Foundations covering counselor costs

Announcement comes in wake of Prop. 1 loss last November.

  • Thursday, April 18, 2019 2:21pm
  • News

A joint statement from the Mercer Island Youth and Family Services Foundation and Mercer Island Schools Foundation:

“The Mercer Island Youth and Family Services Foundation and the Mercer Island Schools Foundation are grateful for our community’s commitment to the social emotional wellness of our children.

“Our two foundations have agreed to partner in raising short term funding targeted to reinstate the single elementary school mental health counselor slated for cuts in the 2019 city budget through the end of the 2019-2020 school year. We do so with the hope and expectation that the city will work productively with a group of Mercer Island citizens that are studying potential solutions for long term sustainable funding in 2020 and beyond.

“We commit this emergency stop gap funding to provide services for which our residents have voiced loud support. We expect that once a long term funding structure for school based counselors is in place, each of the MIYFS Foundation and the Mercer Island Schools Foundation can refocus all efforts on supporting their core missions, respectively, of supporting the gamut of social services offered by the MIYFS Department and the educational services provided by the school district.”


In consideration of how we voice our opinions in the modern world, we’ve closed comments on our websites. We value the opinions of our readers and we encourage you to keep the conversation going.

Please feel free to share your story tips by emailing editor@mi-reporter.com.

To share your opinion for publication, submit a letter through our website https://www.mi-reporter.com/submit-letter/. Include your name, address and daytime phone number. (We’ll only publish your name and hometown.) We reserve the right to edit letters, but if you keep yours to 300 words or less, we won’t ask you to shorten it.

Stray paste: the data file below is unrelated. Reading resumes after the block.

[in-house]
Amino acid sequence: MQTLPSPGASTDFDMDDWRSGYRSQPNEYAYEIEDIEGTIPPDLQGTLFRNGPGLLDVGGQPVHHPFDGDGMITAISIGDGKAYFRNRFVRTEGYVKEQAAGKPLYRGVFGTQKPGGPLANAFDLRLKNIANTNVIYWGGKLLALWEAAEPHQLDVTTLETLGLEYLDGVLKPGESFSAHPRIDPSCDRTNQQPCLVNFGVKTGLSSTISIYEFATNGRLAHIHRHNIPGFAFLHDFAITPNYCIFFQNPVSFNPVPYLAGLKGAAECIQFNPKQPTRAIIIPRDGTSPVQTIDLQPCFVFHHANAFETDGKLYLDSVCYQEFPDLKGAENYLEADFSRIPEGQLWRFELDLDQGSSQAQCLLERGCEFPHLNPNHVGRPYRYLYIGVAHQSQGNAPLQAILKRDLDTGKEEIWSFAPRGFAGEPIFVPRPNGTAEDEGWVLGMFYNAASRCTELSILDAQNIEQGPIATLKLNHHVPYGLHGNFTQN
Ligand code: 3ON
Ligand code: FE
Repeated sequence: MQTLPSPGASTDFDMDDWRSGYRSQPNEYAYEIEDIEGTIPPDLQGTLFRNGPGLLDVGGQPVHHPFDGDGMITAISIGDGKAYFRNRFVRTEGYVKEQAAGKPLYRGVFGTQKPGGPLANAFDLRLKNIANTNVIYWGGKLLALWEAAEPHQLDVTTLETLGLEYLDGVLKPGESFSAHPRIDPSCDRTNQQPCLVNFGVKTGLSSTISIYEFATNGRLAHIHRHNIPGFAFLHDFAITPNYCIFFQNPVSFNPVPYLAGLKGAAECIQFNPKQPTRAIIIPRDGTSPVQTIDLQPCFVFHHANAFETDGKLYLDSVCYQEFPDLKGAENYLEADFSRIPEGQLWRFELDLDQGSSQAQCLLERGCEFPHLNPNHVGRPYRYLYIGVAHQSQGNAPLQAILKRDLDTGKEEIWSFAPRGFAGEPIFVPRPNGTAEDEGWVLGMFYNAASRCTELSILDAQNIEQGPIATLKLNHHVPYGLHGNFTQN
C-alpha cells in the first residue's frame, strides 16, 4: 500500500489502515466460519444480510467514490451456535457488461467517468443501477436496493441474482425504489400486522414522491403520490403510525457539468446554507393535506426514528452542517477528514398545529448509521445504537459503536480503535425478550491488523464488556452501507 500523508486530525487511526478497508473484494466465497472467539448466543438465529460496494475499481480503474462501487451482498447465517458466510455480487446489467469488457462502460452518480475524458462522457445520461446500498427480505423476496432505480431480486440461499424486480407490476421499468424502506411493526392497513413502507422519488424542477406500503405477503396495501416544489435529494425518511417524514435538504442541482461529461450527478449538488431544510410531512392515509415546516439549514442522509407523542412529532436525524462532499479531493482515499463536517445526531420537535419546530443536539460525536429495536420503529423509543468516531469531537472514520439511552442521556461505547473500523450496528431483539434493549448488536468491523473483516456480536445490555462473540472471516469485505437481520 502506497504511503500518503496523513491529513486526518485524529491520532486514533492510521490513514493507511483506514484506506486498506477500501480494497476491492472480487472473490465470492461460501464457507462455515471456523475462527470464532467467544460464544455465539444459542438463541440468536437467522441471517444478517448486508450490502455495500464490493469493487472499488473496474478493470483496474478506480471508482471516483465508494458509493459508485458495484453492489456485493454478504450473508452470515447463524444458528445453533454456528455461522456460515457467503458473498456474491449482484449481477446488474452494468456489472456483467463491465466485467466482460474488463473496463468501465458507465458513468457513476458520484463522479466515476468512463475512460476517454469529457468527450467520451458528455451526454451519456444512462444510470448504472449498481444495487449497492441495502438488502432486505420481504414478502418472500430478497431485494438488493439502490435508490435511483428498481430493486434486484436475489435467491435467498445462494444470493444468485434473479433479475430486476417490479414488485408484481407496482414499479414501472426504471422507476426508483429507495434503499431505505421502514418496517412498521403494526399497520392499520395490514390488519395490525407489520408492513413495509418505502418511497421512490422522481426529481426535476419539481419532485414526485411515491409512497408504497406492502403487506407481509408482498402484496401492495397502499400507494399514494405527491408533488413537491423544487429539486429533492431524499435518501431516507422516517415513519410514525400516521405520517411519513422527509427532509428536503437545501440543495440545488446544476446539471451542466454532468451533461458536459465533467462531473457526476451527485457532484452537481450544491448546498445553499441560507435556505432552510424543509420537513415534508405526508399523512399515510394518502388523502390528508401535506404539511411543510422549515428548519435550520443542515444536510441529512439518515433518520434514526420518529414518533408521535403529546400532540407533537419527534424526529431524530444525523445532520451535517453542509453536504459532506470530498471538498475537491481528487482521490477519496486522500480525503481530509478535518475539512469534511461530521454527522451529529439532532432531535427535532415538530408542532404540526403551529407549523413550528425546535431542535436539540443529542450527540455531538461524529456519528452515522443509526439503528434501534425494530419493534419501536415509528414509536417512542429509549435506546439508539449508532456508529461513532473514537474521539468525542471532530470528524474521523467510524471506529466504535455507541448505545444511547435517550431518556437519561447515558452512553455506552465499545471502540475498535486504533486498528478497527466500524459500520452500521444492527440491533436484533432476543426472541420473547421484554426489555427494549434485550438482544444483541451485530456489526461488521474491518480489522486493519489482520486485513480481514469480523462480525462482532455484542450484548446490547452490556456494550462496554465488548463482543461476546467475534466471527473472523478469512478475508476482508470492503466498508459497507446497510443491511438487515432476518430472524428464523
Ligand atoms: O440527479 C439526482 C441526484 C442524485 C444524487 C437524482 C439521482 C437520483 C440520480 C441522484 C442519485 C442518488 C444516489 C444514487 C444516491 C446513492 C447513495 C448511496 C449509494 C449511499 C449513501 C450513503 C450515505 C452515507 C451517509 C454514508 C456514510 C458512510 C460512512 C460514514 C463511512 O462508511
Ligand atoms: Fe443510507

[flipp]

More in News

This illustration provided by the Centers for Disease Control and Prevention shows COVID-19, the 2019 Novel Coronavirus.
Latest numbers: Washington COVID-19 outbreak by county

With links to official information.

Washington scrambles to boost supply of life-saving protective items for healthcare workers

State officials say they had to be “creative” to obtain protective equipment in global demand.

Gov. Jay Inslee discusses the COVID-19 pandemic and the state’s response during a press conference on Thursday, March 26. Screenshot
Inslee: Stay-at-home orders must continue to completely eliminate COVID-19

Slight decrease in rate of new coronavirus cases, but residents must continue to hunker down.

At St. Elizabeth Hospital in Enumclaw, a patient is taken from an ambulance through a small door marked “decontamination” on March 23. It was unclear whether the patient was suspected of being infected with COVID-19. (Photo by Ray Miller-Still/Sound Publishing)
King County releases breakdown data of COVID-19 cases, deaths

Washington’s virus-related death toll surpasses 129 as of Wednesday, March 25.

Former Kent pro soccer team owner to face Kirkland rape charge

Dion Earl extradited from Arizona while doing time for sexual assault

Entrance to the Tukwila Library branch of the King County Library System on March 17. KCLS announced March 13 that it would be closed until April at earliest in response to the coronavirus pandemic. Mitchell Atencio/staff photo
KCLS pivots to digital during coronavirus pandemic

KCLS is dedicating more time and content to digital services while unable to open its physical locations.

King County suspends work release program

Effort taken to reduce jail population for safety of everyone during COVID-19 pandemic

Sisters Mackenzie Wilson (left) and Natalie Wilson delivering groceries to a neighbor’s doorstep. Courtesy photo
Lending a helping hand

Community group assists Islanders in need during pandemic.

Most Read